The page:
It has been an unfortunate course of the history of science that Event Graphs have not become more well-known and, instead of Event Graphs, Petri Nets have been chosen as the standard semantics of BP models, despite the fact that Event Graphs would have been a much more natural choice.

1.3. Model-Driven Engineering

Model-Driven Engineering (MDE), also called model-driven development, is a well-established paradigm in software engineering. Since simulation engineering can be viewed as a special case of software engineering, it is natural to apply the ideas of MDE also to simulation engineering.

In MDE, there is a distinction between three kinds of models as engineering artifacts created in the analysis, design and implementation phases of a development project:

  1. domain models (also called conceptual models), which describe a real-world domain (and are independent of a computational solution),
  2. design models, which define platform-independent solution designs,
  3. implementation models, which are platform-specific.

Domain models are solution-independent descriptions of a problem domain produced in the analysis phase. A domain model may include both descriptions of the domain's state structure (in conceptual information models) and descriptions of its processes (in conceptual process models). They are solution-independent, or computation-independent, in the sense that they are not concerned with making any system design choices or with other computational issues. Rather, they focus on the perspective and language of the subject matter experts for the domain under consideration.

In the design phase, first a platform-independent design model, as a general computational solution, is developed on the basis of the domain model. The same domain model can potentially be used to produce a number of (even radically) different design models. Then, by taking into consideration a number of implementation issues ranging from architectural styles, nonfunctional quality criteria to be maximized (e.g., performance, adaptability) and target technology platforms, one or more platform-specific implementation models are derived from the design model. These one-to-many relationships between conceptual models, design models and implementation models are illustrated in Figure 1-1.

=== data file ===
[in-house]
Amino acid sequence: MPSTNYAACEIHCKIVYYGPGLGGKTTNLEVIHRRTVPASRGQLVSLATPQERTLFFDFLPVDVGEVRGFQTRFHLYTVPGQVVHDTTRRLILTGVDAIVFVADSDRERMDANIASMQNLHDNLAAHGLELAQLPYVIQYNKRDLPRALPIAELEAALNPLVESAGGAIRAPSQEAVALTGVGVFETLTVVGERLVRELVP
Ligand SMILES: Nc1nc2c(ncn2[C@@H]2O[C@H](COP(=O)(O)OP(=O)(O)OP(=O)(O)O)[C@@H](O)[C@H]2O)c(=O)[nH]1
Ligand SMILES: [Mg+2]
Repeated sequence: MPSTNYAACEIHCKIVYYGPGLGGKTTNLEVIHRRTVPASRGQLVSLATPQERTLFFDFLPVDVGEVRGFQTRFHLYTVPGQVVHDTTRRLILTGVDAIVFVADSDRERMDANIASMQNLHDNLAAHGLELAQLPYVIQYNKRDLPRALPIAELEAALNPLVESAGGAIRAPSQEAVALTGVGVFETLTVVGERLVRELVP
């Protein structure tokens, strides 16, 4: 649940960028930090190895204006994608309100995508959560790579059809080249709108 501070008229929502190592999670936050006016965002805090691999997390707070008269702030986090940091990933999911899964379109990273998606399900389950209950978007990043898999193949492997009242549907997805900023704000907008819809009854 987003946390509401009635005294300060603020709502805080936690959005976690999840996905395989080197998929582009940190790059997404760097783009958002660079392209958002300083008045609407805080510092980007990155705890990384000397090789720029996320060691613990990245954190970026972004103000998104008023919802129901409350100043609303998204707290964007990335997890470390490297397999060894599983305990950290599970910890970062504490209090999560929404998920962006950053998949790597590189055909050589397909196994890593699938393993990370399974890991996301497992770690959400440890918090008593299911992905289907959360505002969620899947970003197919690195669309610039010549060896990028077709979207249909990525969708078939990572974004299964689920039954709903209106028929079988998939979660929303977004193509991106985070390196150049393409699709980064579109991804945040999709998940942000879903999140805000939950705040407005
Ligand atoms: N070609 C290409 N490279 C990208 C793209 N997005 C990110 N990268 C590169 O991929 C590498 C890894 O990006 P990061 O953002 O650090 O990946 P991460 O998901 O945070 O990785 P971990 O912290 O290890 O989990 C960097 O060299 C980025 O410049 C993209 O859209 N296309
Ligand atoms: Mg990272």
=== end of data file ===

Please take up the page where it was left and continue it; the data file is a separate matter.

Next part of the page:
Figure 1-1. From conceptualization via design to implementation

In general, a model does not consist of just one model diagram including all viewpoints or aspects of the system to be developed. Rather it consists of a set of models, one (or more) for each viewpoint. The two most important viewpoints, crosscutting all three modeling levels (domain conceptualization, design and implementation) are

  1. information modeling, which is concerned with the state structure of the domain, design or implementation;
  2. process modeling, which is concerned with the dynamics of the domain, design or implementation.

Examples of widely used languages for information modeling are Entity Relationship (ER) Diagrams and UML Class Diagrams. Since the latter subsume the former, we prefer using UML class diagrams for making all kinds of information models, including SQL database models.

Examples of widely used languages for process modeling are (Colored) Petri Nets, UML Sequence Diagrams, UML Activity Diagrams and the BPMN. Notice that there is more agreement on the right concepts for information modeling than for process modeling, as indicated by the much larger number of different process modeling languages. This reflects a lower degree of understanding the nature of events and processes compared to understanding objects and their relationships.

Model-driven simulation engineering is based on the same kinds of models as model-driven software engineering: going from a domain model via a design model to an implementation model for the simulation platform of choice (or to several implementation models if there are several target simulation platforms). The specific concerns of simulation engineering, like, e.g., the concern to capture certain parts of the overall system dynamics with the help of random variables, do not affect the applicability of MDE principles. However, they define requirements for the modeling languages to be used.

[1] Notice that we have changed Pegden’s original name “process worldview” to “Processing Network paradigm” because this paradigm is not based on a general concept of processes, but rather on a special concept of processing processes where entities are subject to processing steps performed at the nodes of a (queueing) network.